"Kindly leave me a half stake and my short gun. ifen I don't raturn by end of fifty. I wont never come. Lord Be precious to your soul, William."
The words were scrawled on a heavy, yellowed piece of paper that Jerry Freeman says he found in a dusty wooden chest secreted in the remote high country of Death Valley National Park.
The afternoon light was fading last November when Freeman, a substitute teacher who has been retracing the steps of the ill-fated Death Valley forty-niners, stumbled across something that would be most remarkable if proved authentic: a small trunk that he believes has been sitting undisturbed in a rocky recess for a century and a half.
It was stowed there, Freeman said this week, by one William Robinson, a would-be gold miner who made it out of the valley only to die after he gulped down too much cold spring water.
The chest and its contents, soon to be examined by a National Park Service expert, are a poignant reminder of the personal cost of the forty-niners' lust for gold. The letter, in which Robinson instructed a friend to tell his beloved his heart "beets with hers," was tucked into a hymnbook next to the verses for "Thirsting After God."
Alongside the hymnal were a number of other items, Freeman said, including about $50 in gold and silver coins, a blue-eyed child's doll, jewelry, a flintlock pistol, ceramic bowls and two tintypes--all in mint condition, apparently preserved by the bone-dry desert climate.
"I was just like a kid. I couldn't speak," Freeman, 56, said of his discovery. "The letter just blew me away. I felt I was in his presence."
Death Valley park staffers aren't quite sure what they have in museum storage at Furnace Creek headquarters--a fabulous find that would greatly expand the park's tiny collection of artifacts from the forty-niners, who gave the valley its grim appellation--or something else.
"It's a little premature to say how authentic it is," said park information officer Tim Stone. "It appears on the surface to be a very interesting find."
A Park Service conservator from Tucson is scheduled to arrive Thursday to examine the materials, which may be tested to determine if they match known artifacts of the Gold Rush period.
"I'm neutral" about whether the find is real, said Blair Davenport, curator of the Death Valley Museum, which now possesses only two forty-niner artifacts: a map and a rifle. Only a few artifacts definitively linked to the Death Valley forty-niner trek are known to exist, she said.
Freeman, a 56-year-old Pearblossom resident who has been visiting Death Valley since childhood and has long been fascinated with the forty-niners' experience there, has no such qualms. "This was so overwhelming," he said.
He said he found the chest Nov. 22 while preparing for a Christmas hike retracing the forty-niners' path out of the valley. He was scouting a route in the Panamint Mountains at about 6,500 feet--he has agreed not to reveal precisely where--when he found an old oxen shoe and part of an old knife. Not far away were a couple of rock openings. Peering inside one, he saw what he assumed was an old box of miner's tools, he said.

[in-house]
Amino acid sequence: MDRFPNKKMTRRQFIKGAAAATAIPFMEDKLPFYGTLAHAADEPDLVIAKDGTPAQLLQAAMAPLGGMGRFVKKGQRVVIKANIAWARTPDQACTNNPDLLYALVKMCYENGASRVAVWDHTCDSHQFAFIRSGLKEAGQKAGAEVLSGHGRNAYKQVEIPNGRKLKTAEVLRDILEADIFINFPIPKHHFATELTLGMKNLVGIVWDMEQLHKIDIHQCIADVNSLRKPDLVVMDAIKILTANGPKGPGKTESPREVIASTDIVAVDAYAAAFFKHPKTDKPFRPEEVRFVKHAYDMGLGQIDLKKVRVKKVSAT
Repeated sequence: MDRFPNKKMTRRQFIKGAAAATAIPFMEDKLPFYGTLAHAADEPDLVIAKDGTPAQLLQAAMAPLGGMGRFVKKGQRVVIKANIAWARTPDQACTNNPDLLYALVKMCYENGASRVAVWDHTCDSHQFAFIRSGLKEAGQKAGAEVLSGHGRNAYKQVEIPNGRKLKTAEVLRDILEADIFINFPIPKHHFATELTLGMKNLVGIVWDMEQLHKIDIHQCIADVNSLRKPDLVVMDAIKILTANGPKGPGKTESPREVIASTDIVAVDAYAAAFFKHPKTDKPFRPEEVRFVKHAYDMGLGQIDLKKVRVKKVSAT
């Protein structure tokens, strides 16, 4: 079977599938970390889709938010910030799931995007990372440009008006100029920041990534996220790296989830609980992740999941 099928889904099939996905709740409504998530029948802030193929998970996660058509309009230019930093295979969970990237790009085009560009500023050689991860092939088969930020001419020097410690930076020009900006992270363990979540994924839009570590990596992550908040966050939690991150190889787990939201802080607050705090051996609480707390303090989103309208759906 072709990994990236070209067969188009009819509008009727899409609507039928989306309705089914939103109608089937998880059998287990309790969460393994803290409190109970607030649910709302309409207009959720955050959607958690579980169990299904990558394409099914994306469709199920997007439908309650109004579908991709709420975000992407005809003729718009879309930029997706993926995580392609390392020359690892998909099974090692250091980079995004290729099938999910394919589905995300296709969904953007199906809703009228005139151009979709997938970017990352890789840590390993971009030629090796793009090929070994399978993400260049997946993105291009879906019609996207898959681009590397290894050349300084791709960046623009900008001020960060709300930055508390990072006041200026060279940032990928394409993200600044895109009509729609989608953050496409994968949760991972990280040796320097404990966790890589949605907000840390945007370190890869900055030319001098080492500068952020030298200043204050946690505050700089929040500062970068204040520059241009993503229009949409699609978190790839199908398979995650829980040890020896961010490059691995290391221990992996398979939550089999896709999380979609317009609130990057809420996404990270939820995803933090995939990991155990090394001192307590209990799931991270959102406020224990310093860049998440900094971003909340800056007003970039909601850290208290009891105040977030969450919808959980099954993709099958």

"It was much more wonderful than that," said Freeman, who has an undergraduate degree in cultural anthropology and considers himself an archeologist.
After prying open the dusty lid, he said, he spent the next 90 minutes examining its contents. Then as darkness fell, he left it, taking the letter and a $10 gold piece. He had no flashlight, and often crawling on his hands and knees, spent the next five hours traversing the rugged three miles back to his car.
When he arrived home at 2 a.m., he woke his wife and read her the letter. He did not get much sleep and had a teaching assignment the next day, so it was not until the next weekend that he returned to the chest with his brother, Doyle.
They took photographs, and Freeman put the letter back in the hymnal. He was concerned about its fragility, and in hindsight admits, "I shouldn't have taken it anyway."
Again Freeman left the chest in the rocks. He had told only a few people of its existence--but had not informed the Park Service.
"It had laid there for 150 years," he said. "Who's going to find it?"
It wasn't until Christmas Eve, when he was on his memorial forty-niner hike with his two grown daughters and two cameramen he brought to document the trek, that he decided to retrieve the chest.
After padding the contents, the team took turns hauling the 40-pound trunk across the craggy terrain, down 20-foot drops, to the road.
There they deposited it in a Winnebago and ferried it home to Pearblossom, in the Antelope Valley, where they put it in Doyle Freeman's attic. After Christmas, Jerry Freeman and the others finished the hike.
The Park Service found out about the trunk after Jerry Freeman told his story to an Antelope Valley newspaper, which published the account Jan. 1. Park officials contacted Freeman, who gave them the chest and its contents a few days later.